Perhaps the single largest advantage attributed to a trading approach based on scalping methodology is the limited market exposure afforded to the trader. At its core, scalping is an ultra-short-term trading strategy; therefore, the trader (and the equity in the trading account) is only vulnerable to short-term market volatilities. Typically, the short trade durations insulate the trader from greater systemic risks present in the marketplace, and limit the potential liability of each trade.

Another upside is the ability for a trader to profit from rotational or slow markets. While it is true that the most liquid and volatile markets are the primary target of many scalping operations, trading with the goal of capitalising on small market moves can prove to be profitable in stationary markets.

Often, trend or momentum-based trading methodologies struggle when faced with markets stuck in a consolidation or rotational phase. In these market states, fluctuations in price are limited, with the movements in price itself not being robust enough to reach required profit targets. Scalping eliminates the need for a directional market move to realise a profit, because small fluctuations in price are enough to achieve profitability and sustain a scalping approach.

Disadvantages To Scalping

Drawbacks to employing a trading approach based on scalping are numerous and closely related to trader discipline and psychology.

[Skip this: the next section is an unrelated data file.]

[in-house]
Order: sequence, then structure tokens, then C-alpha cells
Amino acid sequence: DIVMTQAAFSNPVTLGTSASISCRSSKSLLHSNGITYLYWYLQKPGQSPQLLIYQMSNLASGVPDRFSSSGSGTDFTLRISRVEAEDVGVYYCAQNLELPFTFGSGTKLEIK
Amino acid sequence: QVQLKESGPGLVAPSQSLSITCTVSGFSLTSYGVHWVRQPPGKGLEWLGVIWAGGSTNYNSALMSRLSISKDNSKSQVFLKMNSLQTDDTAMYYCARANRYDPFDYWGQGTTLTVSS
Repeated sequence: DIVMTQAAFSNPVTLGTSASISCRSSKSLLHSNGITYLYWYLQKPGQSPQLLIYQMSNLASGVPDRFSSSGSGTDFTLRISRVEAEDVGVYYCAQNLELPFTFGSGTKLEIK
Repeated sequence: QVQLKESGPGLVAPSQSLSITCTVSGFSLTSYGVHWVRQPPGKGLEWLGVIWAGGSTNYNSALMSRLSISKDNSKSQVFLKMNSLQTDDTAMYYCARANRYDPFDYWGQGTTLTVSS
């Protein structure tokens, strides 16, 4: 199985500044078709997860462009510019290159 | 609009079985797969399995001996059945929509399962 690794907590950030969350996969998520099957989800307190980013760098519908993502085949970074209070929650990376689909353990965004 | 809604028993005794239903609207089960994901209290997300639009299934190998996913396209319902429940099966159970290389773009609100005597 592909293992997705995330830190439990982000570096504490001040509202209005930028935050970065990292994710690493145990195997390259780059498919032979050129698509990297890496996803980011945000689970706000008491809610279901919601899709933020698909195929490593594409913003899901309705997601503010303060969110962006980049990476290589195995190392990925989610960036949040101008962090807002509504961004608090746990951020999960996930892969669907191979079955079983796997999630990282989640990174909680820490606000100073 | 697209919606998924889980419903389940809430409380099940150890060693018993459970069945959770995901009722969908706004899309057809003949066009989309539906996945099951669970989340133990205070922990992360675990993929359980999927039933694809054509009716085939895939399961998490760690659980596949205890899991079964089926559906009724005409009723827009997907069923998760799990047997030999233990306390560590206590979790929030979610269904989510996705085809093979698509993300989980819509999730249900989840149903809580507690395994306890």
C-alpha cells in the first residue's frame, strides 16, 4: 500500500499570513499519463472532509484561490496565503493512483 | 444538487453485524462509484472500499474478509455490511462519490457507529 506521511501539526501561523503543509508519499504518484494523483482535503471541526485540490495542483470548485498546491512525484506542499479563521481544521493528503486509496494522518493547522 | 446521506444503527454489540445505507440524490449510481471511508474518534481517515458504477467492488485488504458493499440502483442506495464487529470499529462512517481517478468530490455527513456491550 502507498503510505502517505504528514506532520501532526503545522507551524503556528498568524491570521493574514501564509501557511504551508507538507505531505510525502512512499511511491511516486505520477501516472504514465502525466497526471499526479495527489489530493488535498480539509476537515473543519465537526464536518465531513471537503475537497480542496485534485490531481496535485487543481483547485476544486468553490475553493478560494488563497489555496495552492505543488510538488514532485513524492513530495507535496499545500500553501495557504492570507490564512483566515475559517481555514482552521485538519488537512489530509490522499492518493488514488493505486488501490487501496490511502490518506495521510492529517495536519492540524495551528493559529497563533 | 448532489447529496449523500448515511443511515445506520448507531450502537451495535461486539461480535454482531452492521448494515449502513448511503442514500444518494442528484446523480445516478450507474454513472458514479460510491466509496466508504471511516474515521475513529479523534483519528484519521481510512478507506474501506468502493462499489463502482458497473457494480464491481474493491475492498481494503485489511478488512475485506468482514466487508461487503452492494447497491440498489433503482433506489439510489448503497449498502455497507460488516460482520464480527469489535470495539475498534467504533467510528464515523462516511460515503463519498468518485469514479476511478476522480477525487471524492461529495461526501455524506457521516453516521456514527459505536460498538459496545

The very nature of scalping is to take small profits quickly in order to limit risk and create a consistent flow of revenue. However, in the pursuit of small profits, the scalper foregoes potentially lucrative trending markets in addition to large and directional pricing moves. In turn, it is possible for a trader to repeatedly “miss out” on trends and generous profits while adhering to the scalping trading plan. Over time, the fear of missing out on these moves can test trader discipline, lead to overtrading, and take a psychological toll on the trader thereby inhibiting performance.

Another drawback to employing a scalping approach is the increased use of leverage. To realise an acceptable profit on a given trade, scalpers often employ large amounts of leverage to boost profit. Trading for small numbers of ticks, pips or points often goes hand in hand with adding several contracts, lots or shares to the trade. Leverage acts as a double-edged sword. In the event a trade is not an immediate success, the potential liability is increased exponentially.


Scalping remains one of the most popular trading methods in the current electronic marketplace. Independent retail traders and institutional investors employ various scalping strategies in pursuit of sustained, long-term profitability. As long as the risks are clearly defined and accepted, and the proper inputs are in place, scalping can potentially provide value and opportunity to nearly any trading operation.

As always, risk is inherent to investment, so forex traders can benefit from conducting their due diligence and/or consulting independent financial advisors before participating in range trading or other strategies.

Any opinions, news, research, analyses, prices, other information, or links to third-party sites are provided as general market commentary and do not constitute investment advice. FXCM will not accept liability for any loss or damage including, without limitation, to any loss of profit which may arise directly or indirectly from use of or reliance on such information.

Category: Trading Strategies

Position Trading

The active trading of securities offers individuals many ways of engaging the marketplace. Scalping, swing trading and long-term capital investment are all valid methods of pursuing profit through the buying and selling financial instruments. Falling somewhere on the spectrum between swing trading and long-term investment is the discipline of position trading.